It is pardoxical to write this post in English....
India consists of some 18-22 scheduled languages... A tower of Babel!
One of its strengths is also its "large English-Speaking" population (but then, in India everything is large due to its size and proportion... where else on the planet, will one call a population on 120mn people - twice the size of the population of many countries - a "minority")
But, the "large English-Speaking" population, actually consists of around just 30-40mn people (out of 1bn+)... These are the people who can read-write-speak "English". The others have there own version of "Hinglish", e.g.:
One of the assumptions one makes as an educated, urban Indian is that it is the size of the "large English-Speaking" population that gives India an economically competitive advantage over other countries in the world in this globalised world. It also leads to some other implicit assumptions, e.g.,
And as happens with deeply cherished and widely shared social assumptions, they get enacted in the "real" world, shape the social reality, and become a self-fulfilling prophesy - i.e.,
...teaching in higher education is done in English, selection tests are designed in English, job interviews are conducted in English, candidates get selected on the basis of their knowledge of English, etc.,
...more technical books are written/published in English, there is greater demand for learning in English (or more number of shops that teach "English speaking"), knowing and conversing in English becomes "smart", "cool", "in" etc...
It is in this context, Sankrant Sanu's post on the "The English Class System" is worth looking at (actually, recommended!)
The following two tables are from his post, and show that:
Rich countries are more likely to speak their native language:
...while the poor countries adapt their "colonial" language:
I don't think that, based on this data, one can generalise that speaking the language of one's past colonial rulers makes a country poor. However, the fascination with English (or the colonial language) among the poor (and mostly post-colonial) countries does explain the historical antecendents of the linguistic divide between the "haves" and the "have-nots" of these societies. As Samuel Huntington had noted:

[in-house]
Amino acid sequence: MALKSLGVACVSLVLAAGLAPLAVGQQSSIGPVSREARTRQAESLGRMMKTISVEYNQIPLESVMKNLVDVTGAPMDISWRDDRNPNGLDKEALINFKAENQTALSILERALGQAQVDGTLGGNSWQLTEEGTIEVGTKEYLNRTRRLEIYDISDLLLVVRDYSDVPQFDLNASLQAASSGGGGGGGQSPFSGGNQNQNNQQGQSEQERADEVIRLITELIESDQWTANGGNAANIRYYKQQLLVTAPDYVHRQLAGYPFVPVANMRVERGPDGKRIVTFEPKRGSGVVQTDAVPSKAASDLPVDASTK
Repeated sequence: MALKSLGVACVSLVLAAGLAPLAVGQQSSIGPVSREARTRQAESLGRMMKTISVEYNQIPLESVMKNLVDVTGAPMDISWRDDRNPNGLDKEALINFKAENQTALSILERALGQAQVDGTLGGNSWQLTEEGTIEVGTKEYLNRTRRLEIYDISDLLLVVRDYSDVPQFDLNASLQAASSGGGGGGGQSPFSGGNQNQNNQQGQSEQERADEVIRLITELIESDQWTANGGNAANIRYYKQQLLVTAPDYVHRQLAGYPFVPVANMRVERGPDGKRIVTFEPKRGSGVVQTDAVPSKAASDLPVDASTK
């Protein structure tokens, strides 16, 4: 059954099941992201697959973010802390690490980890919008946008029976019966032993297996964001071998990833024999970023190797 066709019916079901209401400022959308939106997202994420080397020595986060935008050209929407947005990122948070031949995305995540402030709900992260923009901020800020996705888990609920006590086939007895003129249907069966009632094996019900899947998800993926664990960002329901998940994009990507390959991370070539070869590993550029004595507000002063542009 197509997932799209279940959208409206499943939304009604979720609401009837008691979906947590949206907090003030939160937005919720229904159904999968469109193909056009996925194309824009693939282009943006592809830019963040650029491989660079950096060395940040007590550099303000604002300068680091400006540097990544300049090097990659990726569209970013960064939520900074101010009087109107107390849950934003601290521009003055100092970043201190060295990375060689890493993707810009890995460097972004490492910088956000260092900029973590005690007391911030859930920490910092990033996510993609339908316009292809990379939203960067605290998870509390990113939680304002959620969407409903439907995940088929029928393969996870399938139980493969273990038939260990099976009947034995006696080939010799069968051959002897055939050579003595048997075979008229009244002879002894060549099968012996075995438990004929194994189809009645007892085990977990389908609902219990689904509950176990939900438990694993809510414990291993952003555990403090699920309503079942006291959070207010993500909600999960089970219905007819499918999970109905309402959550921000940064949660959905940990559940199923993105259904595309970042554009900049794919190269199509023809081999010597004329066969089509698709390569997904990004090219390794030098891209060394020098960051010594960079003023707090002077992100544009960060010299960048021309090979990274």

"As the former colonies moved towards independence... promotion and use of indigenous languages... was one way for the nationalist elites to distinguish themselves from the Western colonialists and to define their own identity. Following independence, however, the elites of these societies needed to distinguish themselves from the common people of their societies. Fluency in English, French or another Western language did that. As a result, the elites of non-Western societies are often better able to communicate with Westerners and with each other than with people of their own societies..."
And so - among many other divisions - India also remain "divided by English"... There are "English-haves" and "English have-nots"...
... Or as, in an earlier post about Garima's story, I had quoted from an article by Barkha Dutt:
"...Garima’s story exposes India’s paradoxical relationship with the English language. Nobody in the world speaks English like us. We have our own idioms, our own words and our own accents.
We pretend to love our own English and brag about how it is India’s great selling point; the reason we dominate the global outsourcing business. But, of course, deep down we know that our English is not the English that the West really wants. And so, each time we talk to Britons or Americans, we subtly alter our diction and inflection. When we set up our call centres, we drop the subtlety entirely and start accent classes to teach our young people to abandon the speech patterns of our own society and to migrate to a virtual, linguistic, middle America, where they become impersonators of people they will never meet and never know.
But within India, we still treat our own English as the great social decider. We laugh at regional accents, smirk at those who make grammatical errors and feel most at home with those who talk like us. Everyone else belongs on the other side of the English divide. And as it turns out, the other side of the class and caste divide as well."